Live to Tell: Community Participation and Responsibility in Earthquake Disaster Prevention

Dec 6, 2016

Live to Tell: Community Participation and Responsibility in Earthquake Disaster Prevention

Remarks by Beate Trankmann, UN Resident Coordinator and UNDP Representative

Your Excellency Mr. Ts. Elbegdorj, President of Mongolia

Honorable Mr. Khurelsukh, Deputy Prime Minister of Mongolia

Brigadier General Badral, Chief of NEMA

Representatives of development community

Esteemed Guests

Ladies and Gentlemen

I am pleased that Mongolia is joining the global campaign “Live to Tell” and the call for increasing disaster risk awareness of communities. Empowering communities and individuals is vital to strengthen their ability to prepare, cope and recover from disaster impacts.

Disasters are having a major impact around the world. Man-made and climate-induced disasters cause increased humanitarian stress. They exacerbate food insecurity, water scarcity, conflict and migration and increase the vulnerability of the poor. During the last decade, over 700 thousand people have lost their lives, over 1.4 million have been injured and approximately 23 million have been made homeless as a result of disasters. Overall, more than 1.5 billion people have been affected by disasters, with women, children and people in vulnerable situations disproportionately feeling the brunt. The total economic loss over the decade is estimated to be more than $1.3 trillion[1].

Reducing disaster risk is a cost-effective investment in preventing future losses.

To do so, we need to assess and understand disaster risks to address existing challenges and be prepared for future ones. The more we understand risk and vulnerability, the better equipped will we be to mitigate the impact of disasters when they strike and save lives.

I applaud the Government’s initiative to assess public buildings such as schools, kindergartens, hospitals, libraries and other public institutions and places for their earthquake resistance. 

Earthquakes commonly cause the most widespread destruction.  In the past two decades, earthquakes accounted for more deaths than all other natural hazards combined, causing nearly 56% of total global disaster mortality between 1996 and 2015[2].

Mongolia is a nation of nomads. Yet, it is now more urbanized than many other parts of Asia. More than two-thirds of Mongolians live in cities. Close to half of the country’s entire population lives in the capital city, Ulaanbaatar – which has been developing fast in the last two decades.

Development is not disaster neutral. On the contrary: development can create and exacerbate or alternately reduce risks.

  • Every house that is built on a floodplain is a potential for tragedy.
  • Every kilogram of cement or steel reduced from original building plans and construction norms in a building or infrastructure project to cut corners and decrease costs is a recipe for loss of lives.

This means that our development choices today will determine whether we are disaster prone tomorrow! To make sure that development choices and decisions do not put us at risk; to ensure that wein fact reduce risks – we first and foremost need to understand and calculate the risks as well as our vulnerabilities. Is the country/city earthquake prone? Which areas? How robust is the infrastructure? How many schools and other public places are located in vulnerable areas? How many people live there? How many of them are kids, women, disabled, elderly? Taking risk informed decisions will help to protect development and save lives.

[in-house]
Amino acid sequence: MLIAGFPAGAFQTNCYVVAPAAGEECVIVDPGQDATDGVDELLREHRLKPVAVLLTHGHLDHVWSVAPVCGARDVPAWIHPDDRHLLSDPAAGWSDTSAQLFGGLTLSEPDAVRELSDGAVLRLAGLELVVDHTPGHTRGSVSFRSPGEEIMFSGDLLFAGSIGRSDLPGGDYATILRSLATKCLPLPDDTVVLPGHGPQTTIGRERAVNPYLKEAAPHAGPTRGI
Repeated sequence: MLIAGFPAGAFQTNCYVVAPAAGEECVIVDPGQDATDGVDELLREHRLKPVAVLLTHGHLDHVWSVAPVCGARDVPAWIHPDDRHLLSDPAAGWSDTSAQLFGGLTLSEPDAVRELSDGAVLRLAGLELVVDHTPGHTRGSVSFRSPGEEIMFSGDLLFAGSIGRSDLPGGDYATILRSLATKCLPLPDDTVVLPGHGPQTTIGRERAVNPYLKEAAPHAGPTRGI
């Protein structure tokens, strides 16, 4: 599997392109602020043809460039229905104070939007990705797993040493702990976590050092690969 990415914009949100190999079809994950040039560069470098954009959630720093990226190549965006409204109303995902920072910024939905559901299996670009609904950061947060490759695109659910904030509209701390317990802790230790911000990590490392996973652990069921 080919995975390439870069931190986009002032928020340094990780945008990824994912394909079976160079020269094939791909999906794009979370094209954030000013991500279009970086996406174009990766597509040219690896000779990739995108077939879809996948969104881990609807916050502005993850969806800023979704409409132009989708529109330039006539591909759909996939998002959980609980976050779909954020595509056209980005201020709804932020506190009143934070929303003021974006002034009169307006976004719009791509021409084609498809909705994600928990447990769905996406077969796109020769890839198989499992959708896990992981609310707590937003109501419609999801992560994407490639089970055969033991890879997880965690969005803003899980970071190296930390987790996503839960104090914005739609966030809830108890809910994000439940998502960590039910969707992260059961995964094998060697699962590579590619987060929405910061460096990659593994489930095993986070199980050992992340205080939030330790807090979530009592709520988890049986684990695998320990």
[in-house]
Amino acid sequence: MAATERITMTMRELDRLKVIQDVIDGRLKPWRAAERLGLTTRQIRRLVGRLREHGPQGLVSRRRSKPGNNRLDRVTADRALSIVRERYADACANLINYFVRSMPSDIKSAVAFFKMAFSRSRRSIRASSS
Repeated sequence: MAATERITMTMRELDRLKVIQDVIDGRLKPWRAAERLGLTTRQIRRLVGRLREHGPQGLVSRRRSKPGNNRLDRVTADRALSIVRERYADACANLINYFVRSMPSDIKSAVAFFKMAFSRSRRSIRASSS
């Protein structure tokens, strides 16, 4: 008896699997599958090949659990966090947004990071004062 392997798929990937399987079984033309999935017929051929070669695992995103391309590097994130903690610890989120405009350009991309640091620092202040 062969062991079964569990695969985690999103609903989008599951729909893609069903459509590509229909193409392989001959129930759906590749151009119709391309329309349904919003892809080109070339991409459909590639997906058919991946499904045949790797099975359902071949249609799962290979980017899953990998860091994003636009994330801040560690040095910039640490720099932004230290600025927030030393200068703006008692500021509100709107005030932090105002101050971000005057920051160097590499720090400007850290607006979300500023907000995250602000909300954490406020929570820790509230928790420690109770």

Ladies and Gentlemen,

Knowing the risk and the vulnerabilities is the first step. The next step is to come up with clear and concrete strategies and actions to reduce the risks. Whether it is

  • setting and enforcing national norms or standards for construction so that buildings can withstand an earthquake; or
  • providing local governments with the knowledge and tools to work with communities to understand and deal with local hazards; or
  • coming up with strategies to empower and protect vulnerable population groups such as children, the elderly, disabled or women who tend to be disproportionately affected by disasters; or
  • ensuring sufficient money is allocated in the government budget to implement these measures--

there is much that can and should be done.  As such, disaster risk reduction is a cross cutting, multi-sectoral challenge and can only be fully realized if it is integrated into all stages of development planning, budgeting, implementation and monitoring, across all sectors and levels - national, regional or community.

It is obvious from all of this that disaster risk reduction is not the job of one agency, one ministry alone. Neither is it the job of the Government alone. As the UN Secretary General, Mr. Ban-Ki Moon puts it, “it is in everybody’s interest, and it is everybody’s business”[3]. 

The UN in Mongolia has been a long standing partner of the Government in disaster  management. In line with the Sendai Framework and the Sustainable Development Goals, we will continue to support mainstreaming disaster risk reduction into development and improve emergency preparedness and response capacities at community and institutional levels. Community based DRR approaches promoted by UNDP and others can help inform community earthquake preparedness and we will hear about the work of a number of UN agencies in subsequent interventions. 

We look forward to continue working with Mongolia to mitigate against disasters, reduce the cost of response and protect the most vulnerable.

Thank you and I wish you fruitful discussions.

DRRTwee3

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